CString has constructors for both char and wchar_t, so you can use either of them.
As for wcscpy_s, I never understands how it works and always crashes for me, even a simple example. Use wcscpy, this always works as expected (no, the problem is NOT in the line when you allocate memory).
Could you post the relevant part of your class declaration for CString, wcscpy_s shouldn't ever get that upset!
BTW - codewalker did get you to correct CString toto((wchar_t*)"test"); to something more suitable.
But I just wanted to check that you picked up why it's so evil to lie to the compiler, that a multi-byte (or Ansi) string is actually Unicode. The terminator for a Unicode string is two 0 bytes, whereas a multi-byte string ends with just a single one (not enough for Unicode). On top of that, if it did display, it is likely to be some wierd characters from some random code page, rather than normal letters.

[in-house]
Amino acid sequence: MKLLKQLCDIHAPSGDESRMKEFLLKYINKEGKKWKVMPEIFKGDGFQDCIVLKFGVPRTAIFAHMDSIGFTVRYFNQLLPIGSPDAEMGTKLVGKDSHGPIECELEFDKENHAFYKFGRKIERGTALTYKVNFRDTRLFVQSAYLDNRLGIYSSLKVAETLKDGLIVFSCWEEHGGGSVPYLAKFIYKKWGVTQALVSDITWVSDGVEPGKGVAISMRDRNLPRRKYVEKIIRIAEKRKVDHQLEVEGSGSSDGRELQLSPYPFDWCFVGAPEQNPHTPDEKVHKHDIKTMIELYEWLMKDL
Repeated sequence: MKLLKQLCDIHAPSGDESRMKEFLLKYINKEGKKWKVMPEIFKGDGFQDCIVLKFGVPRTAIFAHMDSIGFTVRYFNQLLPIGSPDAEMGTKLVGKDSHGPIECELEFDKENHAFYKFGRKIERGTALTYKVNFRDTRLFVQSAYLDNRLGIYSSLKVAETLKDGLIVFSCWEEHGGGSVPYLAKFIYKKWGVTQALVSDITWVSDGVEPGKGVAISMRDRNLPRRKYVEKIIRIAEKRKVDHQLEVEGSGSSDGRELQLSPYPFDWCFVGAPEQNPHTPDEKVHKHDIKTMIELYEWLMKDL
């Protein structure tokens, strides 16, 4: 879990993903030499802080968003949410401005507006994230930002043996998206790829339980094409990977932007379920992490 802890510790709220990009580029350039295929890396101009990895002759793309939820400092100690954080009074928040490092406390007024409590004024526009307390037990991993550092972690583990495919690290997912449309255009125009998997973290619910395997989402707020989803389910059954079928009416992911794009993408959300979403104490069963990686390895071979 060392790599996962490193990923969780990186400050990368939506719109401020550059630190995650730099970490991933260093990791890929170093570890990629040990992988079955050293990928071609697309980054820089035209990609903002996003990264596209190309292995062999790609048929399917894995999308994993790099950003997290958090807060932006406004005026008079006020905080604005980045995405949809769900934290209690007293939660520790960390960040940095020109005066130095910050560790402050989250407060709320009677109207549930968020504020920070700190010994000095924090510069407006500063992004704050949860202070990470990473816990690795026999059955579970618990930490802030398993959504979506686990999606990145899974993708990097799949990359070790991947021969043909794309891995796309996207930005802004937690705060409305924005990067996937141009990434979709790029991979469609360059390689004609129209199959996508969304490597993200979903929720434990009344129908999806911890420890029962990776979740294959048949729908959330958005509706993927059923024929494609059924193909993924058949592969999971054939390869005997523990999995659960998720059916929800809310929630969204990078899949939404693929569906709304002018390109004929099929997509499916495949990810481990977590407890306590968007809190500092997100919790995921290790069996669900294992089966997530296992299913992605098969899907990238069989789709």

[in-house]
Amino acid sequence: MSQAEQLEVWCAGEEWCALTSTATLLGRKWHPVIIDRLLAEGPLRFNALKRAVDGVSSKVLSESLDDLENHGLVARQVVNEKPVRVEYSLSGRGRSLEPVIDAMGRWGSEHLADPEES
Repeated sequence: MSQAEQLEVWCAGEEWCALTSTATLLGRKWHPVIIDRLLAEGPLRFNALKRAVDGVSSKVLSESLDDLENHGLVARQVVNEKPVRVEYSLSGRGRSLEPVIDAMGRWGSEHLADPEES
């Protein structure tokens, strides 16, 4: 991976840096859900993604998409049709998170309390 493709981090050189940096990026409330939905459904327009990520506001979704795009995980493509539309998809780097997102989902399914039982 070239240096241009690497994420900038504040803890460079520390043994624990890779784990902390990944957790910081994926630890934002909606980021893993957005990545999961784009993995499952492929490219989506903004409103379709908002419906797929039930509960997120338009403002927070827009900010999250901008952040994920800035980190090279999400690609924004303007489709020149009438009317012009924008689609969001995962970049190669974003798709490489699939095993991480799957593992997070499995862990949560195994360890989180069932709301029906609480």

Using wcsncpy(_text, text, len + 1); solved the problem.
Using CString toto((wchar_t*)"test"); was effectively not a correct manner to write things. It doesn't crash but I get unexpected caracters in some situations.
Using CString toto( _T("test") ); solve this problem.
@Andywestken : I even tried to write a \0\0 at the end of the string, but it didnt help... :)
Anyway, as you pointed, it's not a correct way to write things.
I'm not sure what you call the relevant part of the class CString, so... I give it all. Anyway, so short...
I saw the "Buffer is too small" in debug, but I couldn't get rid of it.
I tried to allocate a buffer with 1000 wchar_t, then copy "len" length. Still same problem.
So... I still can't make the wcscpy_s works, and since the wcsncpy works fine(that means : works as expected, where wcscpy_s doesn't !) I really don't want to know what's going on behind.
If you're interrested, I can send you the whole VS project.